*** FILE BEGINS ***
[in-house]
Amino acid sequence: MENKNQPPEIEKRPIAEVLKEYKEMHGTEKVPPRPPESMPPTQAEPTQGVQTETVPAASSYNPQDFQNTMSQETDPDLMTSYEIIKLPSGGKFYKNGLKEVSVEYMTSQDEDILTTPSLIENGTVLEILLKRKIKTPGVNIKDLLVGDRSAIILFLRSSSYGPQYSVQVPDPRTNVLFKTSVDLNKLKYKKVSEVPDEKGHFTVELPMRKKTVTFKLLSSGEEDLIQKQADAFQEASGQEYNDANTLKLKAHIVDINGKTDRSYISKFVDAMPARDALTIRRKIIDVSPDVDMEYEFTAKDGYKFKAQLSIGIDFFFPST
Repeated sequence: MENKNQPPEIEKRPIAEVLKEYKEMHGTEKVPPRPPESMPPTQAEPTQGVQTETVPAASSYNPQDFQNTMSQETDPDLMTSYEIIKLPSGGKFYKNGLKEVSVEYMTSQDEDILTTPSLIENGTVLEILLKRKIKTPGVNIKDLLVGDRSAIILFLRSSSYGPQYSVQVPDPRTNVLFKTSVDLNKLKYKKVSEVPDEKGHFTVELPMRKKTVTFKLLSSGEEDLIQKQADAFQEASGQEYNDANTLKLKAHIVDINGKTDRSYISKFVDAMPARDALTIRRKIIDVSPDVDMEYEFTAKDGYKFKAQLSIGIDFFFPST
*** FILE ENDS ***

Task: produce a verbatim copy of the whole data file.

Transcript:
[in-house]
Amino acid sequence: MENKNQPPEIEKRPIAEVLKEYKEMHGTEKVPPRPPESMPPTQAEPTQGVQTETVPAASSYNPQDFQNTMSQETDPDLMTSYEIIKLPSGGKFYKNGLKEVSVEYMTSQDEDILTTPSLIENGTVLEILLKRKIKTPGVNIKDLLVGDRSAIILFLRSSSYGPQYSVQVPDPRTNVLFKTSVDLNKLKYKKVSEVPDEKGHFTVELPMRKKTVTFKLLSSGEEDLIQKQADAFQEASGQEYNDANTLKLKAHIVDINGKTDRSYISKFVDAMPARDALTIRRKIIDVSPDVDMEYEFTAKDGYKFKAQLSIGIDFFFPST
Repeated sequence: MENKNQPPEIEKRPIAEVLKEYKEMHGTEKVPPRPPESMPPTQAEPTQGVQTETVPAASSYNPQDFQNTMSQETDPDLMTSYEIIKLPSGGKFYKNGLKEVSVEYMTSQDEDILTTPSLIENGTVLEILLKRKIKTPGVNIKDLLVGDRSAIILFLRSSSYGPQYSVQVPDPRTNVLFKTSVDLNKLKYKKVSEVPDEKGHFTVELPMRKKTVTFKLLSSGEEDLIQKQADAFQEASGQEYNDANTLKLKAHIVDINGKTDRSYISKFVDAMPARDALTIRRKIIDVSPDVDMEYEFTAKDGYKFKAQLSIGIDFFFPST